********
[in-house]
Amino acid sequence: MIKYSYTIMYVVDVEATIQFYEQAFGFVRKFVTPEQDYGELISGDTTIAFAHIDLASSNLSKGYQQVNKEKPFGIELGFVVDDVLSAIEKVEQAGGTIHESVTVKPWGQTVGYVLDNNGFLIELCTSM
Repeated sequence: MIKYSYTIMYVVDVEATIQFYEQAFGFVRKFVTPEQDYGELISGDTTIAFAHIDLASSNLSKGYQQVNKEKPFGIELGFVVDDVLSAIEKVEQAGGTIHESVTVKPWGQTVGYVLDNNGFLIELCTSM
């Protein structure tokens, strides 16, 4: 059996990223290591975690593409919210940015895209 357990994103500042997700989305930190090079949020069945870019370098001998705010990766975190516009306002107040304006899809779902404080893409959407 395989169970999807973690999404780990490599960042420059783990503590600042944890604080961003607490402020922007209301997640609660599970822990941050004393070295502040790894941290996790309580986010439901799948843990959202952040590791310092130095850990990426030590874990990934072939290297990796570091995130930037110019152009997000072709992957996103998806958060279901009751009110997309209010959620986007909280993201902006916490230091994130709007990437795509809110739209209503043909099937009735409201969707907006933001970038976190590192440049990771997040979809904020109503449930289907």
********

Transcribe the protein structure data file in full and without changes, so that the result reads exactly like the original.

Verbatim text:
[in-house]
Amino acid sequence: MIKYSYTIMYVVDVEATIQFYEQAFGFVRKFVTPEQDYGELISGDTTIAFAHIDLASSNLSKGYQQVNKEKPFGIELGFVVDDVLSAIEKVEQAGGTIHESVTVKPWGQTVGYVLDNNGFLIELCTSM
Repeated sequence: MIKYSYTIMYVVDVEATIQFYEQAFGFVRKFVTPEQDYGELISGDTTIAFAHIDLASSNLSKGYQQVNKEKPFGIELGFVVDDVLSAIEKVEQAGGTIHESVTVKPWGQTVGYVLDNNGFLIELCTSM
């Protein structure tokens, strides 16, 4: 059996990223290591975690593409919210940015895209 357990994103500042997700989305930190090079949020069945870019370098001998705010990766975190516009306002107040304006899809779902404080893409959407 395989169970999807973690999404780990490599960042420059783990503590600042944890604080961003607490402020922007209301997640609660599970822990941050004393070295502040790894941290996790309580986010439901799948843990959202952040590791310092130095850990990426030590874990990934072939290297990796570091995130930037110019152009997000072709992957996103998806958060279901009751009110997309209010959620986007909280993201902006916490230091994130709007990437795509809110739209209503043909099937009735409201969707907006933001970038976190590192440049990771997040979809904020109503449930289907």